When the angler is using a long rod, elevated,it allows line to be kept off the water, and connects directly with the float. This prevents currents from catching the line and modifying your rigs speed or behavior in the water. If your depth is set properly, the top of the float will be tipped upstream, or towards you. This is an indicator that the stuff below the float is downstream of it. If the float tip is pointing downstream, your rig is set too deep, and is dragging bottom.

    THE TAKE

    When a fish hits, the bobber goes down, and many times you actually 'feel' the strike as well. Some strikes are a toilet bowl flush and the float dissappears, and other times (if you can clearly see the float) you will see the tip of the float point in a different direction. INSTANTLY.....THE FIRST THING YOU MUST DO IS CLAMP YOUR HAND ON THE SPOOL TO STOP ITS TURNING; LOCKING IT IN PLACE....(this is *easily* done with your rod holding hand by pushing available fingers down onto the spool)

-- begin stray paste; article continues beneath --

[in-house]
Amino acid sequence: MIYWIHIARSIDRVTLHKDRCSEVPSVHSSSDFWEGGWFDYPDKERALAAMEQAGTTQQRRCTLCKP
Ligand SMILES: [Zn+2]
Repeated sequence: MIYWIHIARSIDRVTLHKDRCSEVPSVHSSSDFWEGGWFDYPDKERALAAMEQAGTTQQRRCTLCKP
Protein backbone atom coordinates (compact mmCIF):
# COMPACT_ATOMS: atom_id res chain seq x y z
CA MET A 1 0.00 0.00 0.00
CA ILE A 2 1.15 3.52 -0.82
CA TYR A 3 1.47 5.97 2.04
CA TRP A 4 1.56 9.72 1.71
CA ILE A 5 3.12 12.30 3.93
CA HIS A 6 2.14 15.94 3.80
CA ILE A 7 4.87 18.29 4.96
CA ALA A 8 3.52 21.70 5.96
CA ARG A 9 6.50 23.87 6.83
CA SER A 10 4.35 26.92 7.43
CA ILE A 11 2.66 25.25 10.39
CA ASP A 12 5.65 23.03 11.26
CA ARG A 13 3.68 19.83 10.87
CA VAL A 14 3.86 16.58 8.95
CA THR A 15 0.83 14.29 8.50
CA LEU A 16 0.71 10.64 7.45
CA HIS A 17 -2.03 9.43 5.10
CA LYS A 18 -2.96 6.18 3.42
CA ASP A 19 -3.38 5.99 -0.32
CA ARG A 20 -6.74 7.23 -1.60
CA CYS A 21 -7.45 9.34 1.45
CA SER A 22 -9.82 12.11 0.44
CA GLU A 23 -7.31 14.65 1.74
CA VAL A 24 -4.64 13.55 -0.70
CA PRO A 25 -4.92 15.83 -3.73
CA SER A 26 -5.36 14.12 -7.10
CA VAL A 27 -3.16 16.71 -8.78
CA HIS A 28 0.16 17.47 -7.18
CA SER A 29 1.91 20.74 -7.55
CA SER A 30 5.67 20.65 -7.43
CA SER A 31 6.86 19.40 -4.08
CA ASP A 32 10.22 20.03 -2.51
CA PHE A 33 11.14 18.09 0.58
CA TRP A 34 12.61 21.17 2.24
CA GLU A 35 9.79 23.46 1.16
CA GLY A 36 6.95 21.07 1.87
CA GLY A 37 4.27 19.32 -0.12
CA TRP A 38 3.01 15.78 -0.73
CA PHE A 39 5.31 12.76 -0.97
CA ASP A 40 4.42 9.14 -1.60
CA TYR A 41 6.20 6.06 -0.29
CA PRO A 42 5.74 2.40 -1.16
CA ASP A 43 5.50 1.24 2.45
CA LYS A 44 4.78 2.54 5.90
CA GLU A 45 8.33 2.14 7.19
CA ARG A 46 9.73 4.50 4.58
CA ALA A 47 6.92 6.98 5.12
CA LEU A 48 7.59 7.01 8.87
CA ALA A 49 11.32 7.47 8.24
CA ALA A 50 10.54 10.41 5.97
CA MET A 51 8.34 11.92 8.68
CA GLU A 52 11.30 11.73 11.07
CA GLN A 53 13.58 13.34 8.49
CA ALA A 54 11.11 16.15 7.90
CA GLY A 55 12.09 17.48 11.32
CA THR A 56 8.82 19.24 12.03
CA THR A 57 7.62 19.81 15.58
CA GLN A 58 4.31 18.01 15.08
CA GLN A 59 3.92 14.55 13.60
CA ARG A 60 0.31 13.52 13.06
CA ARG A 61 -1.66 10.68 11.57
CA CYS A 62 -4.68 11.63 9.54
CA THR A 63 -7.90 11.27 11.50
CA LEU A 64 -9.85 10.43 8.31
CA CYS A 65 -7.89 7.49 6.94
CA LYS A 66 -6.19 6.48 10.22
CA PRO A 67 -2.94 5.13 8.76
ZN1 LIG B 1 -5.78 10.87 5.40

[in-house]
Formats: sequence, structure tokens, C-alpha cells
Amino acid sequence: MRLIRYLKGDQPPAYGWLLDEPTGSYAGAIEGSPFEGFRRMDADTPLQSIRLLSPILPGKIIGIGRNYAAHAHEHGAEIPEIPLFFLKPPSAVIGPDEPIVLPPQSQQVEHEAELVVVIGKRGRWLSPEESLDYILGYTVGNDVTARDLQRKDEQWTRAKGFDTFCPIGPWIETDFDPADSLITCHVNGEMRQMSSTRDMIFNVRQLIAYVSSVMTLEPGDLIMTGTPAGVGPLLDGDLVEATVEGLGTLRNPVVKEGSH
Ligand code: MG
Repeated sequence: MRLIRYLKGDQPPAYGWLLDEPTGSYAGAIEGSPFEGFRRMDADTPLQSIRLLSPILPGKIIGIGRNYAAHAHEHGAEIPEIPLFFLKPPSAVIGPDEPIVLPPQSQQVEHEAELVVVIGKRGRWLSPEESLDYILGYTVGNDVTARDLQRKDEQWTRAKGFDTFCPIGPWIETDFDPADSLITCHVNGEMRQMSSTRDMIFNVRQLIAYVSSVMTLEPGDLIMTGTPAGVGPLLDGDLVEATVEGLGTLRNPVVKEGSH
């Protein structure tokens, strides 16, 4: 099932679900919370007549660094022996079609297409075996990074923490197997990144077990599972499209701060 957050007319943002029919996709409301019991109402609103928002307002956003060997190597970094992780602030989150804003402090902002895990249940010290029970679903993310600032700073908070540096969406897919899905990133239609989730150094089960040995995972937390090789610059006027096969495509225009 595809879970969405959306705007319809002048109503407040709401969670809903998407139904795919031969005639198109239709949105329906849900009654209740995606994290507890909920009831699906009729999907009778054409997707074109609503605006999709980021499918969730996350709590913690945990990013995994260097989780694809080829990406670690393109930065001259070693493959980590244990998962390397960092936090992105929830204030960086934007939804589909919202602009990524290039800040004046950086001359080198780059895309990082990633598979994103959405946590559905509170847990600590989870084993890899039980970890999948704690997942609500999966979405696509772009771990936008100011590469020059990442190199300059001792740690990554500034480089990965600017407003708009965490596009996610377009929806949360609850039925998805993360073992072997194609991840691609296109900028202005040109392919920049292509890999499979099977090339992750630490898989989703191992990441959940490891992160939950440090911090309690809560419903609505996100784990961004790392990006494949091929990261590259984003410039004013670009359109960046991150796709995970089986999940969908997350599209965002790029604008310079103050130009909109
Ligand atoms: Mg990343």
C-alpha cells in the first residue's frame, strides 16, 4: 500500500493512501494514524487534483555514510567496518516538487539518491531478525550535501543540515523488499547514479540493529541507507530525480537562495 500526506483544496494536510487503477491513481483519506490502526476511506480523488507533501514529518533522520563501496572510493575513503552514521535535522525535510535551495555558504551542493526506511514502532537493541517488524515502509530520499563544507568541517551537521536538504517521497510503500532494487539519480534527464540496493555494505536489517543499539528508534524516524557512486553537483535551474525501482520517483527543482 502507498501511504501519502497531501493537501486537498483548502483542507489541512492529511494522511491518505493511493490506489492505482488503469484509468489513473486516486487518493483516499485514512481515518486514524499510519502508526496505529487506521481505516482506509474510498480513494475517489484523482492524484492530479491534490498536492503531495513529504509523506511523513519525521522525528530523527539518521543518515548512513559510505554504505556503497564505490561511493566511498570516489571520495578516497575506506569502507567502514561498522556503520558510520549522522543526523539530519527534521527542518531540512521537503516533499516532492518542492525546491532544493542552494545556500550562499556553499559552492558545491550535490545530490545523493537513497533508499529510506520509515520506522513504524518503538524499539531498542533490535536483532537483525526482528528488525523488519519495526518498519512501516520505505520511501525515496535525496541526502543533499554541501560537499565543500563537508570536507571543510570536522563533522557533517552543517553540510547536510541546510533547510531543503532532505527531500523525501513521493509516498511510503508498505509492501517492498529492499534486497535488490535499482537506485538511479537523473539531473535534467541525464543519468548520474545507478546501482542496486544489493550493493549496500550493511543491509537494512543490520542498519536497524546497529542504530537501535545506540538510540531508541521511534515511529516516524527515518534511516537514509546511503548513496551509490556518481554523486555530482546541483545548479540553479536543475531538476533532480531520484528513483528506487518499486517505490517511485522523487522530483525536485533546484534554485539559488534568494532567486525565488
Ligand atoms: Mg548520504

Just strike back, slow and deliberate.....(fish dont often drop the offering as quick because there is no resistance felt)..and hold that rod high for a good long time, (it sometimes takes a second for the fish to realize its been hooked) and the rod will start bouncing and the fight is on.

    Fighting a fish with a centrepin is cool because you learn how to apply finger or palming pressure properly when a fish is running. Later in the fight, the long limber rod absorbs a lot of shock when trying to land the fish; and of course, the limber rod allows the use of very light leaders or tippets....some anglers can effectively and quickly fight big steelhead with 4 lb tippets if they have a proper rod.